Why do people standing like Wonder Woman feel more powerful than people sitting with their legs crossed and arms folded? Why do changes in the physical body systematically influence feelings and actions?
Amy Cuddy, a social psychologist who was part of the team that conducted the “Wonder Woman” study, gave a TED Talk entitled “You Body Language Shapes Who You Are.” It has nearly 38 million views, making it the most highly viewed TED talk since 2012. It showcases how cognitive processes are deeply rooted in the body’s movements. But why does it matter to VR designers?
If a user makes any action, even as minor as a head nod, it can activate greater feelings of agreeableness compared to shaking the head. VR designers are creating entire environments that engage the body. While I doubt that any adult walking around in the world today is surprised that nodding leads to agreeableness, the point is that VR designers should be conscious of these and other body-brain links in order to build the easiest and most immersive experiences.
Why are body-brain interactions frequently overlooked?
I suspect these body-brain interactions are frequently overlooked because they are happening fluidly and non-consciously. These “action-perception couplings” usually happen automatically.
The relationship between action and perception is in continuous flux from the world, through the sensory system, into your body and back out into the world again in the form of actions. This is the way that humans work and it’s so obvious that it’s easily overlook.
Here’s another example of pulling vs. pushing an object:
People who pull something towards them (think of activating your bicep) consider the object with more positivity, excitement, and acceptance. They value it more and express a higher willingness to pay for the object.
People who push something away from them (think of extending your tricep) consider the exact same object with more negativity, disinterest, and rejection. They value it less and express a lower willingness to pay for the object.
Now imagine yourself sitting in a design review meeting. You are sharing an experience you have designed where someone is interacting with the object and one of the creative directors say, “I think the interaction would be cooler if they pushed the object away instead of pulling it.”
Do you want to have that debate based on what’s cool?
Or based on what the science says about how actions influence decisions?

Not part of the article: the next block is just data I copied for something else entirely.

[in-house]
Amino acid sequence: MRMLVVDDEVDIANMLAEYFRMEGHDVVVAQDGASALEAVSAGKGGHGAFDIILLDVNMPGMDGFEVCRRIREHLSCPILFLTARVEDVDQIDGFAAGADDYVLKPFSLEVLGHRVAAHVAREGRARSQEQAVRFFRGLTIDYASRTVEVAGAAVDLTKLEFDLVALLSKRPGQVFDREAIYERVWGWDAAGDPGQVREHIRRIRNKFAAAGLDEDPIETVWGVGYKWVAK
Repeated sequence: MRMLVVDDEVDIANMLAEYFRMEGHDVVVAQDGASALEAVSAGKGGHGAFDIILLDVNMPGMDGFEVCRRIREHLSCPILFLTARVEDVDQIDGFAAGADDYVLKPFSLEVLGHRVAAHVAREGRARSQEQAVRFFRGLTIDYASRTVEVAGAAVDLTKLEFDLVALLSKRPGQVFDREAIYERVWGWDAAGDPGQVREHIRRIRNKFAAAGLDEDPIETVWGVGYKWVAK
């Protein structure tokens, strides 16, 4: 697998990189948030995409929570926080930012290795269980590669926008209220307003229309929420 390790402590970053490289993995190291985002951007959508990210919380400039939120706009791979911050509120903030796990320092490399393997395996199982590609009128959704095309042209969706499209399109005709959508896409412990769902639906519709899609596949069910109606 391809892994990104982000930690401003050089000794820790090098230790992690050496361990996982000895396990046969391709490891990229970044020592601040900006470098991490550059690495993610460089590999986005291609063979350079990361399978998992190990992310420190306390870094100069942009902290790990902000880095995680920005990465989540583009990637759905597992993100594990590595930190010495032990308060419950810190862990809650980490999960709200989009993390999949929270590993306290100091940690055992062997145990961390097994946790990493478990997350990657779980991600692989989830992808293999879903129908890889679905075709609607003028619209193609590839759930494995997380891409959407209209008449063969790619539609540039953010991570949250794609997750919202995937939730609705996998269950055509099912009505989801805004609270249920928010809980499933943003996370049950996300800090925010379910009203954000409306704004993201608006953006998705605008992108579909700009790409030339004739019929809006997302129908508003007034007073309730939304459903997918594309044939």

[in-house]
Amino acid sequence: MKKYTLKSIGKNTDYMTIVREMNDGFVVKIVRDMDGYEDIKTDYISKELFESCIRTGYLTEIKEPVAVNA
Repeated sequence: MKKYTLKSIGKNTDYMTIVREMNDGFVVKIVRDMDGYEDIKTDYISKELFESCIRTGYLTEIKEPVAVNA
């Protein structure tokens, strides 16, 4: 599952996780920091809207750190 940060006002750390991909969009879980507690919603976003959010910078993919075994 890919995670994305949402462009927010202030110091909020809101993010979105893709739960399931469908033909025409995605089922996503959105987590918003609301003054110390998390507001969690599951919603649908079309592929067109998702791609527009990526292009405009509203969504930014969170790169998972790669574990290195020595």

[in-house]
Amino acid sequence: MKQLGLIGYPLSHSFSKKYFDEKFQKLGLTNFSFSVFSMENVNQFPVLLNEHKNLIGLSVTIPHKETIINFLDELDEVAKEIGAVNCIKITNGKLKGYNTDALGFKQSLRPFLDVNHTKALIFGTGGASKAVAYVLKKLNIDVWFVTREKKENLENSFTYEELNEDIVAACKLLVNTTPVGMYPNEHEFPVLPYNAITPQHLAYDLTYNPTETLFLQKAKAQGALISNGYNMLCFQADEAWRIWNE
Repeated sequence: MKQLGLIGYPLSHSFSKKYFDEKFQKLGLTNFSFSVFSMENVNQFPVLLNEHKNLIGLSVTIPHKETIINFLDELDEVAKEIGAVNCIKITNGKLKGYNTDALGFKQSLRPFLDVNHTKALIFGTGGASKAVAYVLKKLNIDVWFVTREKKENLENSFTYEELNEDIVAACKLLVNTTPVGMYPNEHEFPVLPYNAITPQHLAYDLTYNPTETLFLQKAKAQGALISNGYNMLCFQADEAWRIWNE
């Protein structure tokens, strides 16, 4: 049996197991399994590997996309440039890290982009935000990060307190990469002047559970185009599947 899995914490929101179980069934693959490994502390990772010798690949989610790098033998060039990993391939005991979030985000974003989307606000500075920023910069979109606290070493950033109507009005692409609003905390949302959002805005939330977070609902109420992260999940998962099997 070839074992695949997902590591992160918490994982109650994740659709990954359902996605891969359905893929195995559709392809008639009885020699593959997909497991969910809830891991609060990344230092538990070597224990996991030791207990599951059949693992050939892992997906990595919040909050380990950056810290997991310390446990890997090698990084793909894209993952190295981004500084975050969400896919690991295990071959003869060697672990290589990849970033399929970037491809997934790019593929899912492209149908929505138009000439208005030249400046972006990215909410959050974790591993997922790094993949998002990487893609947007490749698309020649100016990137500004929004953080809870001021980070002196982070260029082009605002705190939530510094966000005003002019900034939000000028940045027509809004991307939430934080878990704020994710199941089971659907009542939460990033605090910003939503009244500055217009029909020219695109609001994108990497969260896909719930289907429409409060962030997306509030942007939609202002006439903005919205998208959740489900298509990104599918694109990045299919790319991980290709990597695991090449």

VR designers are creating experiences that rely on people to interact with their experiences in a way that requires the user’s physical body, and that will unavoidably have consequences on emotions, thoughts and feelings. THIS IS HAPPENING. You operating inside of a system that you may not be fully conscious of and there is a danger of making grave design errors.
Posture doesn’t just telegraph out to those around you what your emotional state is, it also communicates “outside in” to your brain. You can use this cognitive short hand to your advantage. Consider the emotional state that you want your users to experience and then give them opportunities to engage their bodies in a way that would support that.
Cognitive processes that lead to thoughts, feelings, and behaviors are deeply rooted in the body’s interactions with the physical environment. VR designers that engage any part of the body are operating inside of a system that may be aware of because they live in it, but they are not fully knowledgeable about how to design for that system (see Blog Post #1 “What the hell is water?”).
Your users enter your experience pre-programmed with his own set of action-perception couplings. Do you want to utilize the existing ones, or form new ones? Just as anyone learning to play a sport will automatically form new muscle memories, people inside of your experience will be using and possibly re-forming new action-perception couplings. In my next post, I’ll talk about additional examples of these couplings and their implications for VR.
Carney, D. R., Cuddy, A. J. C., & Yap, A. J. (2010). Power posing: Brief nonverbal displays affect neuroendocrine levels and risk tolerance. Psychological Science, 21, 1363-1368.
Cuddy, A. J. C. (Producer). (2012). Your body language shapes who you are. TED talks. Retrieved from http://web.archive.org/web/20160204004017/https://www.ted.com/talks/amy_cuddy_your_body_lang uage_shapes_who_you_are?language=en#
Ranehill, E., Dreber, A., Johannesson, M., Leiberg, S., Sul, S., & Weber, R. A. (2015). Assessing the Robustness of Power Posing No Effect on Hormones and Risk Tolerance in a Large Sample of Men and Women. Psychological science, 0956797614553946.